Using ivy and maven together
It’s not logical, highly unnecessary and probably expensive. But anyhow we found ourselves in that environment no matter what. Problem stemmed from the fact that eclipse/RCP dependency system being incompatible with virtually everything out there. We were using ant/ivy and pretty happy with it but our UI side found no easy way of headless-building their application using it. Eclipse is trying to make use of maven 3 with a thing called tycho, but that’s another story. Point is, they were practically forced to maven, and so was i (us).
The problem is, the eclipse project(M1), which is built using maven, depends on a project(I1) which is built using ivy. Since these projects are constantly evolving, dependency is for SNAPSHOT version. Add another oversight of choosing nexus as artifact repository manager, we ended up being unable to publish SNAPSHOTs with ivy and depending on them with maven.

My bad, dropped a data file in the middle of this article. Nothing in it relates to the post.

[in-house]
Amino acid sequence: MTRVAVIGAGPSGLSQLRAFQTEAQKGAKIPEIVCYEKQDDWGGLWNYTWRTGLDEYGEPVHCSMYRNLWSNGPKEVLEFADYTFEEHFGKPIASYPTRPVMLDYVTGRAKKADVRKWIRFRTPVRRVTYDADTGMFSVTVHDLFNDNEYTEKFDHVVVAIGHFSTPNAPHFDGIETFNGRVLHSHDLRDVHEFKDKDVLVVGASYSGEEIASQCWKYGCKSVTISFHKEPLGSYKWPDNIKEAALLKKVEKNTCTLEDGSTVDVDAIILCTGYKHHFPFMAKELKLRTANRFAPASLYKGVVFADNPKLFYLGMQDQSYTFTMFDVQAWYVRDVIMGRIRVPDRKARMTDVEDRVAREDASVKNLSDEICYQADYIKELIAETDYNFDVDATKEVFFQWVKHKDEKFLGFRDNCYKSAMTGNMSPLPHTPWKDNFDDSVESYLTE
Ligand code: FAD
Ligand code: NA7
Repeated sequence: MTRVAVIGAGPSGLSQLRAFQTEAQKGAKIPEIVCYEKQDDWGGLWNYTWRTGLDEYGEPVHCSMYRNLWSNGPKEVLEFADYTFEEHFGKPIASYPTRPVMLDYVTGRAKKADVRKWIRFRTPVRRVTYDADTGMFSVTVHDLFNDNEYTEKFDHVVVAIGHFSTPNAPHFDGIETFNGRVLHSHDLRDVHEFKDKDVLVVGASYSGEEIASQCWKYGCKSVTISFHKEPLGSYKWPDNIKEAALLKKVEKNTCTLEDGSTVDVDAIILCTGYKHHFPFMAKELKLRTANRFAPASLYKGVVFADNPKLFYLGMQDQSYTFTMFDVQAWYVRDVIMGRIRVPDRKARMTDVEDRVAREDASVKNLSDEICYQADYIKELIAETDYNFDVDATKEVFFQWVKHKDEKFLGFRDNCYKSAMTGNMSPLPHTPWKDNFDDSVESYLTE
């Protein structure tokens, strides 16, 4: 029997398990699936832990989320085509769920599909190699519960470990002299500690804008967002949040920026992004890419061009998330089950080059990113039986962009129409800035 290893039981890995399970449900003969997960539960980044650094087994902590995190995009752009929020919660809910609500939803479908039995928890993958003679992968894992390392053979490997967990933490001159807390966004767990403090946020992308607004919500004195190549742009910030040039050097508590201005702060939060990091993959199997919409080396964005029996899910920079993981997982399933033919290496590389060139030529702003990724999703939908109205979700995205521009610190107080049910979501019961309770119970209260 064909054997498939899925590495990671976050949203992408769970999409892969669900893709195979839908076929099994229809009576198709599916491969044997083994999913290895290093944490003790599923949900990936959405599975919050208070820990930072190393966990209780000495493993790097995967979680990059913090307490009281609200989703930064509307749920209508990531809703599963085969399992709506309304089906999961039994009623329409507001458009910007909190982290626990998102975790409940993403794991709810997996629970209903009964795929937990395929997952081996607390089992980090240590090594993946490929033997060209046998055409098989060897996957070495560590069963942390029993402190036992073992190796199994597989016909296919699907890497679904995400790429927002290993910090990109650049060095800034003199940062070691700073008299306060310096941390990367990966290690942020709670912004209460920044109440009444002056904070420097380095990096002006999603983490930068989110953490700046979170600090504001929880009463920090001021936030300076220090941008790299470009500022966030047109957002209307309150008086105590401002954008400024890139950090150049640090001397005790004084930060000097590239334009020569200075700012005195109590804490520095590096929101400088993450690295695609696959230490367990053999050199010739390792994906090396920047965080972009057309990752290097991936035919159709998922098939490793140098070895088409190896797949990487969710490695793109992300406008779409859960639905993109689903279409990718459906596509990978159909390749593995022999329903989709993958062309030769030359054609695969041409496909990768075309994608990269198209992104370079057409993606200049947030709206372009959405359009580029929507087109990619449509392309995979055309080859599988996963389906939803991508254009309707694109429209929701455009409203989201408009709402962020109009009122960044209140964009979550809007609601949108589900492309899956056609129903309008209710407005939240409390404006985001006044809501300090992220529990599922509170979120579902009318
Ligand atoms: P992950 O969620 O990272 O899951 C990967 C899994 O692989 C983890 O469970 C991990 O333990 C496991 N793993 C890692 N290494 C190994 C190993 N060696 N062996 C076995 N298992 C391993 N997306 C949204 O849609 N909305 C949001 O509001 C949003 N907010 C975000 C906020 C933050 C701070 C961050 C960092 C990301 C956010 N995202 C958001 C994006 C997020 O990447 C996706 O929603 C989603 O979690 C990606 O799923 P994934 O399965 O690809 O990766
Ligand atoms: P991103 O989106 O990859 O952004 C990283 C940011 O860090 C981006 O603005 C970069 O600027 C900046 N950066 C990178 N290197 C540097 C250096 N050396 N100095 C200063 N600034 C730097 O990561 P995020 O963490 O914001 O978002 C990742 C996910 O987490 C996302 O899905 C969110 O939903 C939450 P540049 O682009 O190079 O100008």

We set M1’s updatePolicy value to always and expected it to re-download the snapshot artifact of I1 on every change but there is more than one way to do this. Ivy relies on the timestamps of those while maven uses external metadata to identify if a SNAPSHOT artifact has been changed or not. But, ivy has no idea about an external metadata file during publish/deploy so nothing to use for maven. (1)
Nexus can actually repair missing metadata files but i think (not sure) it requires the artifacts to be deployed with uniqueVersions (that funny timestamp-like things replacing SNAPSHOT). Of course, ivy has no idea about those neither. (2)
OK, we can disable uniqueVersions and get “SNAPSHOT” without funny timestamps. But no, because maven 3 got rid of the functionality and uniqueVersion is always on. (3)
Adding (1), (2) and (3); we had a huge incompatibility problem on our hands. Some researching came back negative (maven blaming nexus, nexus blaming ivy, ivy asking questions why maven?…) we fell back to disabling ivy-publish‘es and using mvn deploy:deploy-file’s instead. Reconfigured our jenkins accordingly and finally evaded problems.
Bottom line: don’t use ivy and maven together; it’s not logical, highly unnecessary and probably expensive.